Whitney is employed as an assistant office manager in an architecture firm. She enrols in a Diploma of Business Administration.

    Whitney can claim a deduction for the course and associated expenses as the course enables her to maintain or improve the skills and knowledge specific to her current income-producing activities.

    End of example

    See also:

    Self-education and study and training support loans

    You can't claim the repayment of loans you receive to help pay for your self-education or study expenses. This includes:

    • Higher Education Loan Program (HELP) loans
    • VET Student Loans (VETSL)
    • Student Financial Supplement Scheme (SFSS)
    • the Student Start-up Loan
    • the Trade Support Loan Program (TSL)

    You may be able to claim a deduction for course or tuition fees where the self-education expenses are directly related to your current employment as an office worker.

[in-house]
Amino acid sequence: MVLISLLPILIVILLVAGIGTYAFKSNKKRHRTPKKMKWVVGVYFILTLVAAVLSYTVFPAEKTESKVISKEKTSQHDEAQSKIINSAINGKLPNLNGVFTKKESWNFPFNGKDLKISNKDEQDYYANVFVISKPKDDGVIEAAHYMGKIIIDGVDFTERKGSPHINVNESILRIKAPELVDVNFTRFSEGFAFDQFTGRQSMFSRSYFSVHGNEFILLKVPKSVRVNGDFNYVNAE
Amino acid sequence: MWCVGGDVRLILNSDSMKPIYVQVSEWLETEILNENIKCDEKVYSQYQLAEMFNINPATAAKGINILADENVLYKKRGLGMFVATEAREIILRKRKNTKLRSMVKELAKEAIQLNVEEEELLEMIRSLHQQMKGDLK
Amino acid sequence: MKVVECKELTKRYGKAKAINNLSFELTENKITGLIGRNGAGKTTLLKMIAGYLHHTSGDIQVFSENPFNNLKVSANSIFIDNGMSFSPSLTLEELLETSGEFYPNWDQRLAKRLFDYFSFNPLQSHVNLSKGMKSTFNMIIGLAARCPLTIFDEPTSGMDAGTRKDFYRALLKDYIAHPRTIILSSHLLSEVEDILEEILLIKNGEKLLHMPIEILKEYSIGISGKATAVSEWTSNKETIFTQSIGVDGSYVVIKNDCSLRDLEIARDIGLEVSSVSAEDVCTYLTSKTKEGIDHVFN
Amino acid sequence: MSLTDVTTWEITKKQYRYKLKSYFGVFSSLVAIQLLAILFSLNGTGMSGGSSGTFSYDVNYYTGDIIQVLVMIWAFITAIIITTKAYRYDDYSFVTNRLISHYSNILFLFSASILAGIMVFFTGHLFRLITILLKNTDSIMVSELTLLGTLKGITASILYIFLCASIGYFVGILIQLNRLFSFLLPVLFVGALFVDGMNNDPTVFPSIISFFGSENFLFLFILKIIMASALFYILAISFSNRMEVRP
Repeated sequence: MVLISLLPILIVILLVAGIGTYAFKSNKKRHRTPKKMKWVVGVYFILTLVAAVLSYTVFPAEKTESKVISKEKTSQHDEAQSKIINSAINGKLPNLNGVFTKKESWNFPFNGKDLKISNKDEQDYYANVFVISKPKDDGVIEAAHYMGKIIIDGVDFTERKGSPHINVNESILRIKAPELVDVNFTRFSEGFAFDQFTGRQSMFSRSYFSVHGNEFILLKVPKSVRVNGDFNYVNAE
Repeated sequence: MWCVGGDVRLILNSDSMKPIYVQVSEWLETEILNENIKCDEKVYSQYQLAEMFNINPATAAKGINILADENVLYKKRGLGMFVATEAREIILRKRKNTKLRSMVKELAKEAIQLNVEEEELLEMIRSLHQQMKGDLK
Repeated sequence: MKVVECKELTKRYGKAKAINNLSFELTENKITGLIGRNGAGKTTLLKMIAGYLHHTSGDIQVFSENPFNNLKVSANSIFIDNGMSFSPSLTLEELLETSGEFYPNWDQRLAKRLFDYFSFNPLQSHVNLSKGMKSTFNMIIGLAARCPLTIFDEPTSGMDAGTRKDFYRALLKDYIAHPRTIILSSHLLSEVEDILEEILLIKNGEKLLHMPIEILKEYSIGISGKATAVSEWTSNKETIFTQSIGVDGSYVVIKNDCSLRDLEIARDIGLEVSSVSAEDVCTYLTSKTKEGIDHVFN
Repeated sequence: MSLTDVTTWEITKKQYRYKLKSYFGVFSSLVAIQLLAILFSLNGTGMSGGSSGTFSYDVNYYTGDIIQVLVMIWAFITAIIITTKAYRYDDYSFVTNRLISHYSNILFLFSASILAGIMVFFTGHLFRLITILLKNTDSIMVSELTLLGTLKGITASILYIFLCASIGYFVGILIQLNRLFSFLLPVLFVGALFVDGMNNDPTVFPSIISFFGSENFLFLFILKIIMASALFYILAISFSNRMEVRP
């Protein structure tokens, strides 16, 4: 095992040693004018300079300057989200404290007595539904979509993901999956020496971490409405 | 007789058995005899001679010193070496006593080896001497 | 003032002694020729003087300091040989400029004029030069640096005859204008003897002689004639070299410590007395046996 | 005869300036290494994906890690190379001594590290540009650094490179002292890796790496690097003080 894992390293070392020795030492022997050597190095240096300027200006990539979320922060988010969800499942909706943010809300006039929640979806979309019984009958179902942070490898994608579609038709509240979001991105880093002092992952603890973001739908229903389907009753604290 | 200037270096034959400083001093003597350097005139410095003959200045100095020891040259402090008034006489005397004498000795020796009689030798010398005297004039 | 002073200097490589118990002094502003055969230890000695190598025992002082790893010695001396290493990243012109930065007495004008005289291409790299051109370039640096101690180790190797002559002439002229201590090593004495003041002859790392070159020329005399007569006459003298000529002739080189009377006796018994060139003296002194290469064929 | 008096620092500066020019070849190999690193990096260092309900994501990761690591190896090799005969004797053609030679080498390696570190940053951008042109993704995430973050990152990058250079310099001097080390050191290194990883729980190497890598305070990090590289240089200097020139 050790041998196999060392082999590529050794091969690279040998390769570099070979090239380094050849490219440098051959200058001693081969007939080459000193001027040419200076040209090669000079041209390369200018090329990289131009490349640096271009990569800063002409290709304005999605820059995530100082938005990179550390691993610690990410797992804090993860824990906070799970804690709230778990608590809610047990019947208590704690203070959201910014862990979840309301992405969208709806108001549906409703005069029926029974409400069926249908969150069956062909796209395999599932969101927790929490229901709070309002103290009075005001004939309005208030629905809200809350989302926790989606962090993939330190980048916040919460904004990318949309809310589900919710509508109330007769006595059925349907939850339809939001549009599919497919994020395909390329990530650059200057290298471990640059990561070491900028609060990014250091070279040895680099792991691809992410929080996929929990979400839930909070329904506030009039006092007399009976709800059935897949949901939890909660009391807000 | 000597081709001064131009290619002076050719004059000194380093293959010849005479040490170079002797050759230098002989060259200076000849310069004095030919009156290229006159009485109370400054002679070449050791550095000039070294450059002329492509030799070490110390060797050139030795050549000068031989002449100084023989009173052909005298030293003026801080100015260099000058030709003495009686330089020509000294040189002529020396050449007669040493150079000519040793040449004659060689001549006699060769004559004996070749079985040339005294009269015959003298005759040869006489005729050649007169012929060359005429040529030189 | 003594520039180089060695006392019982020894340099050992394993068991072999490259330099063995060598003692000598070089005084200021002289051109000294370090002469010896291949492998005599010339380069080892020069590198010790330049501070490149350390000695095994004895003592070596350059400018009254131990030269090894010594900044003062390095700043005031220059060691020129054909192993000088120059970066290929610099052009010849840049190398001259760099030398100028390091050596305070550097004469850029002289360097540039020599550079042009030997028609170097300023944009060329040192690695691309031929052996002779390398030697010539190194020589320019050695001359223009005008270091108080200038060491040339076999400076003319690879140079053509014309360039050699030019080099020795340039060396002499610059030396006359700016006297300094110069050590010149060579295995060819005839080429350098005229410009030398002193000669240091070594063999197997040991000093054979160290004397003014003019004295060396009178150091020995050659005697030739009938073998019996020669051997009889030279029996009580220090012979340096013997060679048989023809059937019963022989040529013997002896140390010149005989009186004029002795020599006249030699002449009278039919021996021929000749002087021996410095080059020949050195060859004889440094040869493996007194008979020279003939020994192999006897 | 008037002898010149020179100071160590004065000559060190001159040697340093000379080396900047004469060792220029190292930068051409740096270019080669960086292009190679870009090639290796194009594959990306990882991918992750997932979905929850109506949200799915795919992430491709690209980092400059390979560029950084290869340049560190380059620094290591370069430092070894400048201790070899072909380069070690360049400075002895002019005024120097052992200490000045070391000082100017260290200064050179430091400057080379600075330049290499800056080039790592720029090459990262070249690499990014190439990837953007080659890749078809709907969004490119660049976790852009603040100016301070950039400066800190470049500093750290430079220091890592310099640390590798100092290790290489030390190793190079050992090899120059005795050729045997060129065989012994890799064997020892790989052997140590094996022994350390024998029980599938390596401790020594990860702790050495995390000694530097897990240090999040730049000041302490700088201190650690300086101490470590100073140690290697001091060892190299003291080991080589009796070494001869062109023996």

See also:

    Seminars, conferences and training courses

    You can claim for the cost of seminars, conferences and training courses that relate to your work as an office worker.

    Example: training not related to current role

    Jenny is employed as an office worker. She has been struggling to keep up with her work commitments and become stressed. Jenny decides to undertake a time and stress management course.

    She can't claim a deduction as the course does not directly relate to maintaining or increasing her knowledge, capabilities or skills needed in her current role.

    End of example


    Example: no cost incurred for training

    Isaac is employed as an accountant’s assistant. His employer requires him to attend an interstate conference with other members of the practice to learn how to better serve their clients in an increasingly digital world. Isaac’s employer pays for his flights, accommodation and registration expenses.

    Isaac can't claim a deduction for any of these costs as he did not incur the expense.

    End of example

    For more office workers' expenses, see:

      Last modified: 04 May 2020QC 18955